C++ proper structure initialization

I'm sorry to ask another newbie question, but google could'nt quite help me (or maybe I just didn't understand it).

I'm trying to code a class that is capable of storing some simple connection data. My early concept looks like the following:

struct connectionElement{
 string ip;
 SOCKET soc;
};

class ConnectionData{
 private:
  vector<connectionElement> connections;

 public:
  ConnectionData();
  ~ConnectionData();

  void addConnection(string ip, SOCKET soc);
};

void ConnectionData::addConnection(string ip, SOCKET soc) {
 connectionElement newElement;
 newElement.ip = ip;
 newElement.soc = soc;
 connections.push_back(newElement);
 return;
}

Now I've read that objects being initialized without the use of new will be delocated once the code reaches the end of scope. So since I'm a java guy and don't know shi* about memory allocation, I was wondering what the correct way'd be to to initialize the new connectionElement in addConnection().

Do I have to use new in order to prevent the data from being deleted or does the compiler assume that a stored structure might be accessed again later on? And if I use the new operator do I have to delete all the objects manually before the thread terminates or does that happen automatically?

2 answers

  • answered 2018-09-16 18:15 Nick Pavini

    Your code works!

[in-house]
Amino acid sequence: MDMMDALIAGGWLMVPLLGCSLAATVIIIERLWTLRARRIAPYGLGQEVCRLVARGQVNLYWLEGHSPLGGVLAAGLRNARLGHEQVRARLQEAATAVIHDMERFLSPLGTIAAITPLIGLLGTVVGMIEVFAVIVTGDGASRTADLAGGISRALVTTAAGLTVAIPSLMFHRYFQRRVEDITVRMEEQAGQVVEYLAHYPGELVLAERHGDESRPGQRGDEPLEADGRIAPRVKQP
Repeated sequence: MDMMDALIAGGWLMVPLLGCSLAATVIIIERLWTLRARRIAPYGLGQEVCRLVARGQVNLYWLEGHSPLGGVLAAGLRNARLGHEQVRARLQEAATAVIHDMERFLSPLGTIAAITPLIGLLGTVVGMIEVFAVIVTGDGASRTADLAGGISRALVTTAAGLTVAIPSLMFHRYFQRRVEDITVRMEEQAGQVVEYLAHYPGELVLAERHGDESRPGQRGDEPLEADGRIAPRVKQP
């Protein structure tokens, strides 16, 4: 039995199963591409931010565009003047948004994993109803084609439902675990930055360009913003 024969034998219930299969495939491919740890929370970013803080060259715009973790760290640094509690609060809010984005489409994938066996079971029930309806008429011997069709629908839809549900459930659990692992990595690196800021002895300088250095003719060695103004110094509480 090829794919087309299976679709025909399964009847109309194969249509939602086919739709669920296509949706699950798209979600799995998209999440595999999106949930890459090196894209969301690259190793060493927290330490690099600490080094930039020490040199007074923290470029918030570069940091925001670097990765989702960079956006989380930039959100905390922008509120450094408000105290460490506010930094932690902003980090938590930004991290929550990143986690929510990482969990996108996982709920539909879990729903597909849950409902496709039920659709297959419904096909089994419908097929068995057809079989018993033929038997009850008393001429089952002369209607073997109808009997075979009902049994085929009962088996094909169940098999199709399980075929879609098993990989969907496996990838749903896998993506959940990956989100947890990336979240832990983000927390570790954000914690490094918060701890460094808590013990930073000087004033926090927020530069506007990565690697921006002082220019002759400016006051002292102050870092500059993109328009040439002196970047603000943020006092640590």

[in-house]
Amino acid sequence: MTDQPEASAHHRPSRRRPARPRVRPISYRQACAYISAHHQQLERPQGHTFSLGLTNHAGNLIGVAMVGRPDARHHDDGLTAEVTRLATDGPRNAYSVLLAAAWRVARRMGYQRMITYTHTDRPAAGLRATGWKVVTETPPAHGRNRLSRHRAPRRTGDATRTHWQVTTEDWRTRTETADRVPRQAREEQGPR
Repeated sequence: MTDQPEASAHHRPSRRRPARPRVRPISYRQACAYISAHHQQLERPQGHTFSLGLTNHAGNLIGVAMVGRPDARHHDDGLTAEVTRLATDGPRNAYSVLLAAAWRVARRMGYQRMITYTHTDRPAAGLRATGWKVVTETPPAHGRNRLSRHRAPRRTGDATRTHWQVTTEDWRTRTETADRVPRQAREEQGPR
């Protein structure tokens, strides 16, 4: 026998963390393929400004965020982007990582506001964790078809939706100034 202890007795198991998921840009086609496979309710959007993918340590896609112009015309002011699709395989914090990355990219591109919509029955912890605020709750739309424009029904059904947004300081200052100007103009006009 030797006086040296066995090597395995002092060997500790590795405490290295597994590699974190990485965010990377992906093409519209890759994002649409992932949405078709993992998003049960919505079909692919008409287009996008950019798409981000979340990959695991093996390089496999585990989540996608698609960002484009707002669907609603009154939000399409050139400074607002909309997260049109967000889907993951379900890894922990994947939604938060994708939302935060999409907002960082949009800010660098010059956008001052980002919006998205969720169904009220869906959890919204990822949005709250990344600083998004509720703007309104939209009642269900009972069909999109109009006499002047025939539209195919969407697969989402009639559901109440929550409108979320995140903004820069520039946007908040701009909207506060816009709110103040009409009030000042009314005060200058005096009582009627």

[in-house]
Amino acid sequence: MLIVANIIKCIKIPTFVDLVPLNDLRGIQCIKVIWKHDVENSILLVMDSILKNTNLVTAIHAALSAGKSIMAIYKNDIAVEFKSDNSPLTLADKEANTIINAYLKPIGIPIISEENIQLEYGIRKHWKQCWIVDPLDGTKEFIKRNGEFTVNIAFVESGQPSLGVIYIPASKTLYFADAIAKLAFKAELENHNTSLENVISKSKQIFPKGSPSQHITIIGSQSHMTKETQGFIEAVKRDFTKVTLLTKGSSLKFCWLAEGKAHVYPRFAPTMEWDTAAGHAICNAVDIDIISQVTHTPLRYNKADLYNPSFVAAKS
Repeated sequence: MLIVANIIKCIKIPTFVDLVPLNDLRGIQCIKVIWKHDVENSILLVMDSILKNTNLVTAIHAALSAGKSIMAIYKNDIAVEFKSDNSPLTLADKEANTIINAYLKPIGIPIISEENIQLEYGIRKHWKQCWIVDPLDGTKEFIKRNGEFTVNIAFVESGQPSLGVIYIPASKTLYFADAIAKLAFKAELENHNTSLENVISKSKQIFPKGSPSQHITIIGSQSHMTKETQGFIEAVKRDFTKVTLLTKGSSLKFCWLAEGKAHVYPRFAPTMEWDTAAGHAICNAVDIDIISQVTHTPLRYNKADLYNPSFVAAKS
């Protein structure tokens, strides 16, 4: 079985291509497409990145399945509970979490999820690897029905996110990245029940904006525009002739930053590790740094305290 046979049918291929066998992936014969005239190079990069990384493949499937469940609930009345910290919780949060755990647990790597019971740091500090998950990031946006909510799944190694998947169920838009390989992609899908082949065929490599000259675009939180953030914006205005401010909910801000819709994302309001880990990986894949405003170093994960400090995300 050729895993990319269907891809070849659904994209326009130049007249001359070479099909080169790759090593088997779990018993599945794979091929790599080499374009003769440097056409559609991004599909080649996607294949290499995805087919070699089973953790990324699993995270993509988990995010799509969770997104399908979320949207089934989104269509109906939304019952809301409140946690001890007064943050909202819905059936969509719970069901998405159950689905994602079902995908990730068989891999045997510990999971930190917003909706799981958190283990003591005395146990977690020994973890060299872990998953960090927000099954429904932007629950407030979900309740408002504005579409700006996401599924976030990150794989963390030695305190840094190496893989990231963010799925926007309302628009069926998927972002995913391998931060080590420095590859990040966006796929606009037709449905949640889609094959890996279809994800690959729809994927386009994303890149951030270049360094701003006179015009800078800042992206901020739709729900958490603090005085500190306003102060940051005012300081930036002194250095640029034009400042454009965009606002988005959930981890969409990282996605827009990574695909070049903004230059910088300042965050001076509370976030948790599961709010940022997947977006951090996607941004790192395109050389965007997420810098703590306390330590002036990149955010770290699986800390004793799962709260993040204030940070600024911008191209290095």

vector.push_back()
    

    Copies the object, so a copy of the entire structure will exist in the connections vector.

  • answered 2018-09-16 18:23 lubgr

    Do I have to use new in order to prevent the data from being deleted or does the compiler assume that a stored structure might be accessed again later on?

    No, in your snippet, the class ConnectionData owns its data member connections, and the elements in the vector are stored by value. Hence, connections is existant as long as its owning class instance exists:

    void someFunctionInYourProgram()
    {
        ConnectionData example{};
    
        example.addConection(/* ... */);
    
        // do stuff with the ConnectionData instance and its connections
    
        void doMoreStuffWith(example);
    
     } // Now, example went out of scope, everything is automatically cleaned up.
    

    And if I use the new operator do I have to delete all the objects manually before the thread terminates or does that happen automatically?

    If you allocate objects with new and don't pass the raw pointer returned to some smart poiter taking care of its deletion, you must indeed manually clean it up with delete. But there shouldn't be too many situation where this applies, as std::shared_ptr and std::unique_ptr are there to the rescue, and they ship with std::make_shared and std::make_unique, which even makes it obsolete to manually invoke the new operator.

    One last note on this snippet

    connectionElement newElement;
    newElement.ip = ip;
    newElement.soc = soc;
    connections.push_back(newElement);
    

    You can simplify this to

    connections.push_back({ip, soc});
    

    which might save a copy construction (if not already optimized out by the compiler).